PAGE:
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13 dead in 1 of the ‘worst’ days of protest in southern Iraq

BAGHDAD — Thirteen anti-government protesters were killed Sunday by Iraqi security forces in one of the “worst” days of clashes in the country’s south, as protests swept through the oil-rich area, officials said. Demonstrators outraged by rampant government corruption and poor services burned tires and blocked main road arteries.

Seven protesters were killed in the southern province of Basra, near the Umm Qasr port, when Iraqi authorities used live fire and tear gas to disperse them, said security and hospital officials, who requested anonymity in line with regulations.

One security official in Basra said it was “one of the worst” days since the start of the protest movement. At least 150 protesters were wounded in clashes across southern Iraq.

Four protesters were killed in Nassiriya province, and one killed in both Najaf, the seat of Iraq’s Shiite religious authority, and Diwanieh provinces.

People transport the coffin of a demonstrator who was killed at an anti-government protest, on a tuk-tuk, during the funeral in Baghdad, Iraq November 24, 2019. Photo by Khalid al-Mousily/Reuters.

Earlier in Basra, which accounts for nearly 85% of the country’s crude oil production, protesters burned tires in the city center cutting main roads. Nearly 90% of Iraq’s state revenue is derived from oil exports, but there is no indication that the protest movement has impacted production.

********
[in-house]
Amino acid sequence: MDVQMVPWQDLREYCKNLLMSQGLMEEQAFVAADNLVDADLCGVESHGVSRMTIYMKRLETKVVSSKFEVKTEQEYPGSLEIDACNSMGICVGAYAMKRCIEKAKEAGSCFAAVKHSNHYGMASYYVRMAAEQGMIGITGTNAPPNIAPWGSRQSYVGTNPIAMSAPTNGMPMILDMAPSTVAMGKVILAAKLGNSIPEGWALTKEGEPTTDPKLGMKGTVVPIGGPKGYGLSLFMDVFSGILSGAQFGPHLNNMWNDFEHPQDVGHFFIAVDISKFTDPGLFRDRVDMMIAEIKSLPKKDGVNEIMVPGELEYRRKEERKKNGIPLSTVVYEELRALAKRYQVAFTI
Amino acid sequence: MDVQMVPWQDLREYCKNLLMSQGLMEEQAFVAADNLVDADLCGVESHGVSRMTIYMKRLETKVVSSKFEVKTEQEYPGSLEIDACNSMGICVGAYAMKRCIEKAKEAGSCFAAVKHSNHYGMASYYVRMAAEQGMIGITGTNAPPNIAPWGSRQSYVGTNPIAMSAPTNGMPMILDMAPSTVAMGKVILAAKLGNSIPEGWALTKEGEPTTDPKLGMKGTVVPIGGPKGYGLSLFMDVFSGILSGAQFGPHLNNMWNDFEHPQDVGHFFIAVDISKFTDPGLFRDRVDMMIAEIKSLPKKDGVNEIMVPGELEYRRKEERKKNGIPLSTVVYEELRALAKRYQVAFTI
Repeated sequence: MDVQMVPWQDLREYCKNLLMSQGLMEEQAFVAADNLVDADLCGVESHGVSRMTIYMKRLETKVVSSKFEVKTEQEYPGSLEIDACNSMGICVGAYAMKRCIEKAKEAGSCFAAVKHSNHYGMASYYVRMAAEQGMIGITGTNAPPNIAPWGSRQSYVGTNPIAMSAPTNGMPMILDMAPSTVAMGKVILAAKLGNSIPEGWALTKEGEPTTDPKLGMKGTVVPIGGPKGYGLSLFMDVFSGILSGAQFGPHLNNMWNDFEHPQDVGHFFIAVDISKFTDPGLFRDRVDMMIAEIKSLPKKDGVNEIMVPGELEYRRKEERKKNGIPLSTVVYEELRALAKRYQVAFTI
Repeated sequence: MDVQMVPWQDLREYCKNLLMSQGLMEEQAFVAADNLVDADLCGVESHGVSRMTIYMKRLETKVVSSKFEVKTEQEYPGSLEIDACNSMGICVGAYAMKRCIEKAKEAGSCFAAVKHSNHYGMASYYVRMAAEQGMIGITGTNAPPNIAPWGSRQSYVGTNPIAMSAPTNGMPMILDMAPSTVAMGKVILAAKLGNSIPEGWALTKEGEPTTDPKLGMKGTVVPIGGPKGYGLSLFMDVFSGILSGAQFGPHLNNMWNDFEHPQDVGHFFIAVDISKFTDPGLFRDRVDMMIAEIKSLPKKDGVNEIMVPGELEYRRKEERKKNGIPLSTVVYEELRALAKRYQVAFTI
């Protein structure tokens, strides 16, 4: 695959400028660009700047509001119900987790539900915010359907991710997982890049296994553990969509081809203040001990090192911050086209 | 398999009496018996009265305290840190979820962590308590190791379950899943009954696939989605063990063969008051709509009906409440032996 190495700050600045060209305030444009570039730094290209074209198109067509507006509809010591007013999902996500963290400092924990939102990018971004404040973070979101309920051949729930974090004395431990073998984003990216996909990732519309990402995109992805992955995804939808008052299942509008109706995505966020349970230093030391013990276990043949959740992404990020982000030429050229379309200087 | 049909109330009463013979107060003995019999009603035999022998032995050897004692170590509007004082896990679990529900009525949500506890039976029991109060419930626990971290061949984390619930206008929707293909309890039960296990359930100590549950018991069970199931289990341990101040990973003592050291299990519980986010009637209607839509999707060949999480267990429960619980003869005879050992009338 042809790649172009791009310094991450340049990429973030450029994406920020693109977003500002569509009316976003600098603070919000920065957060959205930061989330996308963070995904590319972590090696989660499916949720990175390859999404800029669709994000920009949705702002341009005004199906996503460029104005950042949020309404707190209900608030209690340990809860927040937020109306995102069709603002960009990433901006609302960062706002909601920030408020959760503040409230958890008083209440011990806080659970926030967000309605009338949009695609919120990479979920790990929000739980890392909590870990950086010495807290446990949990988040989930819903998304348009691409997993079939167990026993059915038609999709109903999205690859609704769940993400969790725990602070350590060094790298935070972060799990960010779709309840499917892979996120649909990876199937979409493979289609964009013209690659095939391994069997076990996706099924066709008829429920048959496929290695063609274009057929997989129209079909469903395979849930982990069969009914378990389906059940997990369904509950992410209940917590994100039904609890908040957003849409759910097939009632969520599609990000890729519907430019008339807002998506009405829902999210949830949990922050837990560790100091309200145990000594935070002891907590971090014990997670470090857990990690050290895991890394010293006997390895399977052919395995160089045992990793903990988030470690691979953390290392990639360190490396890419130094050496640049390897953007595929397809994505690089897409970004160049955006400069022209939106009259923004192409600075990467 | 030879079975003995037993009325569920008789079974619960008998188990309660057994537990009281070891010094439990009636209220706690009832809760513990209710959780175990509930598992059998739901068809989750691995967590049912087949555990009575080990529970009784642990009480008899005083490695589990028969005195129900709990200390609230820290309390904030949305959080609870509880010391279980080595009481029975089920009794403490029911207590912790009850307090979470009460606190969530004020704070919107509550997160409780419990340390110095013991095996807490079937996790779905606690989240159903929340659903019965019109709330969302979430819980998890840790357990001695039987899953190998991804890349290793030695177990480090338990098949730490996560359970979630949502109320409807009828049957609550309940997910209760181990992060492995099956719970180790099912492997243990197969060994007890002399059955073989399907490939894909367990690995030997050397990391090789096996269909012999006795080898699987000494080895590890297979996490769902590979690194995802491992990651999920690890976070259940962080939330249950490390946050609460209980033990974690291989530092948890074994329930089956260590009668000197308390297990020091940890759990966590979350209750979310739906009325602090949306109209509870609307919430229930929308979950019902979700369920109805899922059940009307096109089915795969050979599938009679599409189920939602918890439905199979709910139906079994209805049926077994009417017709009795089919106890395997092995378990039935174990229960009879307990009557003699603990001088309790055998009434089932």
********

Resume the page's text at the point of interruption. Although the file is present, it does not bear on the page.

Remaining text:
Protesters had cut roads leading to Umm Qasr, the country’s main commodities port, halting all trade activity. Security forces cleared the area of protesters on Thursday.

At least 342 people have died since demonstrations began Oct. 1, when thousands of Iraqis, mostly youth, took to the streets to decry corruption and poor services.

In Nassiriya on Sunday, protesters blocked key thoroughfares and main bridges with burning tires. Acrid smoke billowed from the city’s Shiite Endowment building, a governing body in charge with regulating the administration of mosques, when protesters set it alight. In Baghdad, at least 13 people were wounded as clashes between anti-government protesters and security forces continued for a fourth day.

Sixteen people have been killed and over 100 wounded in the renewed clashes in the capital, which kicked off Thursday as protesters tried to scale a concrete barrier on historic Rasheed Street prompting security forces to fire live ammunition, tear gas and rubber bullets to disperse them.

On Sunday, protesters carried the coffin of one dead demonstrator across Rasheed Street to the adjacent Ahrar Bridge. Protesters are occupying part of three strategic bridges – Jumhuriya, Ahrar and Sinar – in a standoff with security forces.

The international community, including the United Nations and the United States, have denounced the use of force against peaceful demonstrators in statements.

The leaderless movement seeks to dismantle the sectarian system and unseat the government, including Prime Minister Adil Abdul-Mahdi.